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Vol. 18, No. 2, 2004
Issue release date: August 2004

Autoimmune Responses to Amyloid Structures of Aβ(25–35) Peptide and Human Lysozyme in the Serum of Patients with Progressive Alzheimer’s Disease

Gruden M.A. · Davudova T.B. · Mališauskas M. · Zamotin V.V. · Sewell R.D.E. · Voskresenskaya N.I. · Kostanyan I.A. · Sherstnev V.V. · Morozova-Roche L.A.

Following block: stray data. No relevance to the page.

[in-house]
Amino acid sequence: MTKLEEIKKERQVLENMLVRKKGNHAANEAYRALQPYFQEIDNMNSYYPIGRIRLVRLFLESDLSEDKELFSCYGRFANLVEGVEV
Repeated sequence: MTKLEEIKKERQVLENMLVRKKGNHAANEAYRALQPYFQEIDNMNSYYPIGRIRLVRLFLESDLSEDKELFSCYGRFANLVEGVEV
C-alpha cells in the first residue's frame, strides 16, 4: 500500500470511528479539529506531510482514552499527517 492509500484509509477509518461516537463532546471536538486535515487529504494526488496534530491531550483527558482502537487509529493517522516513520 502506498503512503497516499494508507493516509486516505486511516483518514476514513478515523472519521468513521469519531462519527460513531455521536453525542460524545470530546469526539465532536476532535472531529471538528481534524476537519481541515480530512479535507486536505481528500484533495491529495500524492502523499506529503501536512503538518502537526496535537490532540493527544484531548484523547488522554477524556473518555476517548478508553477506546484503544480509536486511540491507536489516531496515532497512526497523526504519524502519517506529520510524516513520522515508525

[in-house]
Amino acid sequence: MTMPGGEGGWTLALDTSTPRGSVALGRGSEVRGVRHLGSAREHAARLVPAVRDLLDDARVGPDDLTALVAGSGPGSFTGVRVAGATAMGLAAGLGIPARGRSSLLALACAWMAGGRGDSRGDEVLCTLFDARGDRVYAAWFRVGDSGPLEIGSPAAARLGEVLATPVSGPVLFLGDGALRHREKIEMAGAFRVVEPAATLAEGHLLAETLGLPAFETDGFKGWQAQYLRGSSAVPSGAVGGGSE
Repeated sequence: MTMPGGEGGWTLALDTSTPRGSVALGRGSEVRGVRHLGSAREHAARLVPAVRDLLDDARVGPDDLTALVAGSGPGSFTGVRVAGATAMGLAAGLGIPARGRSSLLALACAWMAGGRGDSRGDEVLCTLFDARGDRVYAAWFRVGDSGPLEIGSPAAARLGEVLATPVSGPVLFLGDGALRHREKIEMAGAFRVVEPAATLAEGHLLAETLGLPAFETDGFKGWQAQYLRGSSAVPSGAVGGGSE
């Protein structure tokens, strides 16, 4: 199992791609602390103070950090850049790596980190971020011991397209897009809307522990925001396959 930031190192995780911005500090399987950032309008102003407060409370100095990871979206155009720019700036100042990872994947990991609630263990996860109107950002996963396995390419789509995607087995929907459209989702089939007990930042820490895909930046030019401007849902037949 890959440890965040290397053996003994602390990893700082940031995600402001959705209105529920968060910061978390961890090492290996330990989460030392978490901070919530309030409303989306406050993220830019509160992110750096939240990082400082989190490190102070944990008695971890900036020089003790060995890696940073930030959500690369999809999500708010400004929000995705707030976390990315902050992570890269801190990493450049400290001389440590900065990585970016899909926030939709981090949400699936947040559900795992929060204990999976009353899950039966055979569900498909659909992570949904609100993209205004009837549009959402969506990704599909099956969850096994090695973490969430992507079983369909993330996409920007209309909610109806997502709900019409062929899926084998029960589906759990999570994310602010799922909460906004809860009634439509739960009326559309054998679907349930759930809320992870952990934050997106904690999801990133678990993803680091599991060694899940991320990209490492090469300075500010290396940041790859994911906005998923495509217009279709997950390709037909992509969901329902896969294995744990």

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We have found an increased level of serum antibodies to the prefibrillar structures of both Aβ(25–35) peptide and human lysozyme in Alzheimer’s disease (AD) patients compared to age-matched controls, indicating that autoimmunity is implicated in AD. In the serum of AD patients with a long-term duration (>15 years) the titer of serum antibodies to aggregates of Aβ(25–35) peptide increased by approximately 5-fold, whilst the antibody titer to lysozyme protofilaments decreased by approximately 8-fold compared to patients with AD duration of <5 years. The content of immunoglobulins of the A, G and M types declined, particularly in AD duration of >15 years. An increase in the concentration of immune complexes and higher lysozyme activity was detected in the serum of all patients and this was suggestive of an inflammatory reaction. We propose that the autoimmune response to different amyloid structures in AD can be viewed as a clearance pathway targeting amyloid development. Autoimmune response can be exploited as a marker of ongoing protein aggregation and hence be used as a diagnostic feature of AD.

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